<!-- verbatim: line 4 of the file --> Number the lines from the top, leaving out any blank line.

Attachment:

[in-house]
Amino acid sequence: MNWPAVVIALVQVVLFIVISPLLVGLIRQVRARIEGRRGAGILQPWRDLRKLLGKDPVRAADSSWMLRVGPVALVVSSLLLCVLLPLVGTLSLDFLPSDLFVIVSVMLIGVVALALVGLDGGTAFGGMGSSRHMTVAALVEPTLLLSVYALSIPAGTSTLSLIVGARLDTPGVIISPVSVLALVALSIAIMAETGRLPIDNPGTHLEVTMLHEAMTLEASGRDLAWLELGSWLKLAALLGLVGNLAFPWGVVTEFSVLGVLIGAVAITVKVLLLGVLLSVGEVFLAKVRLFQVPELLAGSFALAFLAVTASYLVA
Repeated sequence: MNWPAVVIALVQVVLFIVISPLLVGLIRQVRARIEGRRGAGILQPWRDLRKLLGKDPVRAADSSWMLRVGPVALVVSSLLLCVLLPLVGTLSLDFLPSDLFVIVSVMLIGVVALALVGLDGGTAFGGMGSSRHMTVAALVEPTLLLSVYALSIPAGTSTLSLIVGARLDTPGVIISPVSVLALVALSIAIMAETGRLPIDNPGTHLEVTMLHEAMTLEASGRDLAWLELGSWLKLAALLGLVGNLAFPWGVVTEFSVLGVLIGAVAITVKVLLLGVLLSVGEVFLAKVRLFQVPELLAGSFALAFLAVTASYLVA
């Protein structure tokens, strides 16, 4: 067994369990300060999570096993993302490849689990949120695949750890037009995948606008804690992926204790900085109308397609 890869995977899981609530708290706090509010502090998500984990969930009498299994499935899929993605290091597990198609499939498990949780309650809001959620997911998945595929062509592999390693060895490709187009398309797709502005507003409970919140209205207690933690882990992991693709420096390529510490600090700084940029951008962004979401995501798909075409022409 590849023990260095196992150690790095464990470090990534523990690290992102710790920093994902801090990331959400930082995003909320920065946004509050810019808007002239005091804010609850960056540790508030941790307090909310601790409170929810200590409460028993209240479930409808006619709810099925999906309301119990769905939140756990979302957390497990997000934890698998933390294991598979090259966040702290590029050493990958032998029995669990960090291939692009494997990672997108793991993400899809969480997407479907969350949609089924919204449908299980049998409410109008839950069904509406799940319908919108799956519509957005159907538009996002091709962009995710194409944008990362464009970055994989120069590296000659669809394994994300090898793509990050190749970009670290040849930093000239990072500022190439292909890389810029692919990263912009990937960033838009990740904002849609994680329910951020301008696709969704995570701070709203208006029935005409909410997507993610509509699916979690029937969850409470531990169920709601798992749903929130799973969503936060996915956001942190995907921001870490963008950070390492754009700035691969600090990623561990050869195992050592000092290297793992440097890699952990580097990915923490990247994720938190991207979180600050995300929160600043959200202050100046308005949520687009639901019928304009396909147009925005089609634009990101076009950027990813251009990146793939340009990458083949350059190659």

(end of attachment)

């Protein structure tokens, strides 16, 4: 067994369990300060999570096993993302490849689990949120695949750890037009995948606008804690992926204790900085109308397609 890869995977899981609530708290706090509010502090998500984990969930009498299994499935899929993605290091597990198609499939498990949780309650809001959620997911998945595929062509592999390693060895490709187009398309797709502005507003409970919140209205207690933690882990992991693709420096390529510490600090700084940029951008962004979401995501798909075409022409 590849023990260095196992150690790095464990470090990534523990690290992102710790920093994902801090990331959400930082995003909320920065946004509050810019808007002239005091804010609850960056540790508030941790307090909310601790409170929810200590409460028993209240479930409808006619709810099925999906309301119990769905939140756990979302957390497990997000934890698998933390294991598979090259966040702290590029050493990958032998029995669990960090291939692009494997990672997108793991993400899809969480997407479907969350949609089924919204449908299980049998409410109008839950069904509406799940319908919108799956519509957005159907538009996002091709962009995710194409944008990362464009970055994989120069590296000659669809394994994300090898793509990050190749970009670290040849930093000239990072500022190439292909890389810029692919990263912009990937960033838009990740904002849609994680329910951020301008696709969704995570701070709203208006029935005409909410997507993610509509699916979690029937969850409470531990169920709601798992749903929130799973969503936060996915956001942190995907921001870490963008950070390492754009700035691969600090990623561990050869195992050592000092290297793992440097890699952990580097990915923490990247994720938190991207979180600050995300929160600043959200202050100046308005949520687009639901019928304009396909147009925005089609634009990101076009950027990813251009990146793939340009990458083949350059190659």